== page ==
Before you hit install make sure your current systems are up to the task
The new Windows 10 is nearly here. Microsoft’s latest release will hit New Zealand on July 29 and it’s already been touted as the ‘best Windows ever’. From what we’ve seen so far, it offers a few clever improvements as well as a really personal user experience.
For starters, most Microsoft users will be thrilled to hear that the Start button is back. The removal of the Start button following the release of Windows 8 was a major irritation for many users. Windows 10 also offers some clever new functions like an improved browser and consistency across multiple devices.
If you’re a user of Windows 7, Windows 8, or Windows 8.1 you probably will have noticed the emails from Microsoft offering a one-year free subscription to Windows 10. We’re sure many users will jump at this offer but (and there’s always a but) before you sign up, make sure you know what you’re getting yourself in for.
Will it play nicely with others?
Before upgrading to Windows 10 make sure it will interface with existing software and hardware. Check that printers, third-party software, backup programs, payroll systems, phone software, accounting programs, CRM packages, and websites can sit alongside the new Windows happily. If you’ve been thinking about upgrading software or devices in the office, now might be a good time to do so.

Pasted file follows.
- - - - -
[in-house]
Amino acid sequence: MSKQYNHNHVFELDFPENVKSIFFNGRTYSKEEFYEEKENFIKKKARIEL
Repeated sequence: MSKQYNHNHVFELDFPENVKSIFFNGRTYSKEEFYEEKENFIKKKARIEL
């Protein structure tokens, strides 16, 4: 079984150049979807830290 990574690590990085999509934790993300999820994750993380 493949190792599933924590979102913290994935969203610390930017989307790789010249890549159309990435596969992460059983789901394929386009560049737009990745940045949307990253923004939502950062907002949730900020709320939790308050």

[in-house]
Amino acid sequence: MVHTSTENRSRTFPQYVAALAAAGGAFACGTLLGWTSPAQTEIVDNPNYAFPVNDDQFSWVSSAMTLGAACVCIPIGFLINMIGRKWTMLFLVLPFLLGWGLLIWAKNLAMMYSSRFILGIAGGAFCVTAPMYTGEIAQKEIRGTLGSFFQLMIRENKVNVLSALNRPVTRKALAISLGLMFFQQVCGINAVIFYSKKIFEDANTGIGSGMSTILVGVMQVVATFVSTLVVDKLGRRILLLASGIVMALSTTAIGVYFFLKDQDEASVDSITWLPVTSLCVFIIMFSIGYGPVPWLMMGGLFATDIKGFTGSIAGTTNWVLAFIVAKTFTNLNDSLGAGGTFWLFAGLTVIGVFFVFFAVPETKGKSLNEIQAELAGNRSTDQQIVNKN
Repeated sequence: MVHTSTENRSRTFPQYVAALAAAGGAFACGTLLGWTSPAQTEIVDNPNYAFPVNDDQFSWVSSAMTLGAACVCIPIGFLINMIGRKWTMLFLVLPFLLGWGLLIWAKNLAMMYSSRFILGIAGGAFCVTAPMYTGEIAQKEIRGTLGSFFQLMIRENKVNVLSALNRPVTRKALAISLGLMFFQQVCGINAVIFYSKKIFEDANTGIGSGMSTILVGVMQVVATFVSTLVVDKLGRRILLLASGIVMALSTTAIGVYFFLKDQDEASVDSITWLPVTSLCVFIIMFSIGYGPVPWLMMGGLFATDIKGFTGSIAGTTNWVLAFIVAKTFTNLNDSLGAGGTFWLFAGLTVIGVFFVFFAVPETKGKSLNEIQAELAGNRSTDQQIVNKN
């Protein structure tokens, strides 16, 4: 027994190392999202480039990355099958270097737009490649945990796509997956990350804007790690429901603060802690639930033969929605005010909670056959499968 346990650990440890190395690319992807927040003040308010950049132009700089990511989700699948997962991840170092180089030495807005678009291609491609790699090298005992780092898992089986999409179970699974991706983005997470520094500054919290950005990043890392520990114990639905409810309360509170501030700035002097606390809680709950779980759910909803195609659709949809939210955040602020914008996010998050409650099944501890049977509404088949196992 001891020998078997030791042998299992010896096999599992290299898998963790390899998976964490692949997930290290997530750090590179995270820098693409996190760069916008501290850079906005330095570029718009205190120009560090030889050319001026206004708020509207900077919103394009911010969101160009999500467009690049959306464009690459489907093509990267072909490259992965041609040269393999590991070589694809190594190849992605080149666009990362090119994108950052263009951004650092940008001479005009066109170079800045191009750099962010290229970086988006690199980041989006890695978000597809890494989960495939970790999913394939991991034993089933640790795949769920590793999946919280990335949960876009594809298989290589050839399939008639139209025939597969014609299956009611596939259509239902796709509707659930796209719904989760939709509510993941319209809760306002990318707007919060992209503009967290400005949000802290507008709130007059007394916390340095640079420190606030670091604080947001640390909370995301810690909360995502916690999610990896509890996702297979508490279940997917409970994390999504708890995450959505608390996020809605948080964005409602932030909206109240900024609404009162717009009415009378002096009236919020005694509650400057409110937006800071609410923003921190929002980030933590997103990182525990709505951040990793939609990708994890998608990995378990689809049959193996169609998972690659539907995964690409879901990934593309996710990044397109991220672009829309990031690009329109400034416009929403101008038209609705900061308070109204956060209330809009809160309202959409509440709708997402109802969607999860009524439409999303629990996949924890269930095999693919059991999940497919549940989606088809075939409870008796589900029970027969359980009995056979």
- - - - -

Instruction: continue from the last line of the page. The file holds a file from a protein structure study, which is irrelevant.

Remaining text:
DIY or call an expert
Things do go wrong, particularly when it comes to installing a new operating system across multiple machines. Be aware that existing applications could run into problems, or crash. Sometimes the stress and loss of productivity involved in trying to fix problems is far greater than paying an expert to do it.
If auto updates aren’t your cup of tea…
Once you sign up to the new Windows 10 subscription, you will no longer have control over your updates. New updates will automatically install when they become available.
Check your anti-virus
Check the compatibility of your current anti-virus software. It’s possible that you’ll need to update, reinstall, or purchase a new anti-virus program that supports Windows 10.
A full list of features available on Windows 10 can be found here.
If the installation process goes smoothly, Windows 10 will deliver great productivity improvements for business users. But if the installation doesn’t go smoothly, you may be looking a lot of unproductive time to sorting out issues.
If you’re thinking of installing Windows 10 when it’s released later this month, have a good check of your current software and hardware first. It’s also worth having a think about the level of IT skill in your office to make sure the upgrade process can run without a hitch. No one wants the stress that happens when networks fall over. If you’d like advice or help on installing Windows 10, get in touch today.